We then get a load of shots of women and Dave all in grainy black and white, posing around with Dave singing along before Depeche Mode repair to their individual rooms. Not much happens really until we get to the breathing sample bit in the middle of the song where we see Martin miming along and what could only be called a horse's arse. Hmmm. I have resolved that if I do ever meet Martin and, presuming he doesn't quickly run away having realised I'm that oddball that writes long blogs about his singles, I'm going to ask him what inspired that middle section in this song. I'm sure there are 100 better things I could ask him ("Martin...Hole To Feed...what do you really think?) but this will be the question I was my one meeting with him on.
Anyway, horse's arse dispensed with (erm...), we're back outside and Dave is singing away again. Whatever went on in the bedrooms clearly tired the rest of them out, as we see Martin asleep in a chair and Alan sitting in the sun, cooling himself with is cowboy hat. Fletch is much perkier and, rather than sleeping, jumps onto his rocking horse and happily rocks away. There is only one member of Depeche Mode who could have handled this role and come out of it well. Once again, I salute you Fletch.
Feet are stamped and then we get hot live band action. Martin plays his guitar, Alan for thematic rather than musical reasons blows a harmonica and Fletch lazily prods at an acoustic guitar, desperate to get back on his rocking horse. Alan suddenly gets a call and literally picks up a receiver, the band play on, Dave pops back inside for a bit and we head to the end with a mic of band shots and Dave singing.
A tremendous video.
I'm starting with promos this time. They are not official formats as such and are only collected by idiots like me, but there are far more of them from this single onwards so it makes sense to look at them first. Here is the 7" promo for Personal Jesus which features the same sleeve as BONG17 albeit with a Ferret & Spanner sticker on the front telling you the release date.
Here is the rear of the sleeve which, as keen eyed readers have noticed is all black. Why, you ask?
Well, the standard issue 7" is shown above, As you can see, it features nudity and the last thing that anyone wanted was every copy of Personal Jesus being destroyed by shocked radio stations. To ensure airplay, a censored 7" was prepared and sent out. A tad over the top perhaps, but Britain was a different place then.
By 1989, radio stations had started buying CD players, so a promo CD single was sent out too. This 3" single was also censored. It features the same tracks as CDBONG17 which we'll look at shortly. The front sleeve of the CD is identical to the official release. If you fancy getting a copy of either of these censored promos, be ready to spend a silly amount of money.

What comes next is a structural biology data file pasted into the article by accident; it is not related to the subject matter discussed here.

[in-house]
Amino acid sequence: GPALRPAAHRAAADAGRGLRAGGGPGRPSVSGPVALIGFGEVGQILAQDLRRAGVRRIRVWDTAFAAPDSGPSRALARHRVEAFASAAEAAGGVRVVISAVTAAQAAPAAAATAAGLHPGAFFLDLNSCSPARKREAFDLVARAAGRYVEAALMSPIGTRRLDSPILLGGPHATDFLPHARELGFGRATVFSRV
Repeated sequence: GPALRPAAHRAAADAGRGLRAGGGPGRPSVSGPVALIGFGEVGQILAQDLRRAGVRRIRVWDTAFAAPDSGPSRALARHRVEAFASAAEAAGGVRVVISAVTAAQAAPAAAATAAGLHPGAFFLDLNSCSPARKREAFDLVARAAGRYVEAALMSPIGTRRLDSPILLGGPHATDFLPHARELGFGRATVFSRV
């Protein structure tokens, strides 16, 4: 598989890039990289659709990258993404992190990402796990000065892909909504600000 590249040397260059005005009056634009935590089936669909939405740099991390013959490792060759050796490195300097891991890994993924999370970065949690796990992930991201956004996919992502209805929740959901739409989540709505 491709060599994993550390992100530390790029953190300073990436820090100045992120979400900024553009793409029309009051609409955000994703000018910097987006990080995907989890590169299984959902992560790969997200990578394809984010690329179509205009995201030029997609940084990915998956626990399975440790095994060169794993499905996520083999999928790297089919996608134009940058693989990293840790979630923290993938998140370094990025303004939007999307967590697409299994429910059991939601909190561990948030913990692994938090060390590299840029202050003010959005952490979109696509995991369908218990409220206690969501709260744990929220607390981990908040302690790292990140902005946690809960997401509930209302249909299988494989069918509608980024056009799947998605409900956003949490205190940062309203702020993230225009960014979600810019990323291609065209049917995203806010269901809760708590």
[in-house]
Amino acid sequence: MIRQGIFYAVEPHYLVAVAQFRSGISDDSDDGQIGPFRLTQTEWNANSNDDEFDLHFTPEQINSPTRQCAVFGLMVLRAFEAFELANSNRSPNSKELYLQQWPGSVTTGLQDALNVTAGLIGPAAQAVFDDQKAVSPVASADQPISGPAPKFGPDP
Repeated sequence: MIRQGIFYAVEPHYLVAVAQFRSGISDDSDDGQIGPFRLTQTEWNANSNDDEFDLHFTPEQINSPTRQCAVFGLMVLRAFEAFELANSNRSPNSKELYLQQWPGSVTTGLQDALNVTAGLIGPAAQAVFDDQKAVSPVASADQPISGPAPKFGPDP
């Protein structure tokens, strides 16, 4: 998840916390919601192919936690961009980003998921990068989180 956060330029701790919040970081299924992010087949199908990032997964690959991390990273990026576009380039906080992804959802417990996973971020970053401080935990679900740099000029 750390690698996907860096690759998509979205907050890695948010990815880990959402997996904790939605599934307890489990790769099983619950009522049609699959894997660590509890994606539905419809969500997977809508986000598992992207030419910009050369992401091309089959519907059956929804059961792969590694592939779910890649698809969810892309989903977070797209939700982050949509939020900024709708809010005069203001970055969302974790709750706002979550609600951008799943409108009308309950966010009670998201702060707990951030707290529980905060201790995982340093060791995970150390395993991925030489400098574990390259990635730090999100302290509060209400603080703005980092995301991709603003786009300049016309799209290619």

A promo 12" was issued too. P12BONG17 uses the classic Mute promo sleeve so it didn't need any censoring. It features the Pump Mix of Personal Jesus and the Hazchemix of Dangerous.
The normal 7" features the single versions of Personal Jesus and Dangerous. The sleeve art is simple, yet stunning and the label really rather lovely. As we've seen above, Martin features on the rear of the sleeve hugging the nude model. No-one is entirely sure why any of that was necessary.
While we are on the 7" single, you may want to collect the Scandinavian version as it features Dave rather than Martin. I don't have it so the above picture has been kindly supplied by my friend Joeri whose Instagram account depechemode7inchheaven is one you very much want to visit.
Back in the UK, the single was released on cassette too. CBONG17 features the same tracks as the 7".
Fletch is the cover star this time. It looks like the model is having a go at him and Andy looks like he'd rather be on his rocking horse than having whatever discussion he is currently having.
There was a new format this time - a gatefold 7" with booklet. GBONG17 is a three track single and it is a really nice package.
On the A-Side, we have the single version of Personal Jesus.
The B-side features the Hazcehmix Edit of Dangerous which is an enjoyable electro take on the song and the Acoustic version of Personal Jesus which is a lovely thing. We also see the full band on the back, with Martin on hugging duty.
The gatefold section of the release features a big D and beside that we have a four page booklet stapled into the sleeve. There's Dave there on page 1.
Andy and Alan are our centrefolds.
Martin concludes the booklet and there's a big M on the inner sleeve. The Violator The 12" Singles boxset brilliantly recreated the shots from the booklet when it was released. I drooled on about that length here if you can bear even more of this once you've finished this blog.
12BONG17 is a marvellous thing. On the A-side (above), we have the brilliant Holier Than Thou Approach version of Personal Jesus.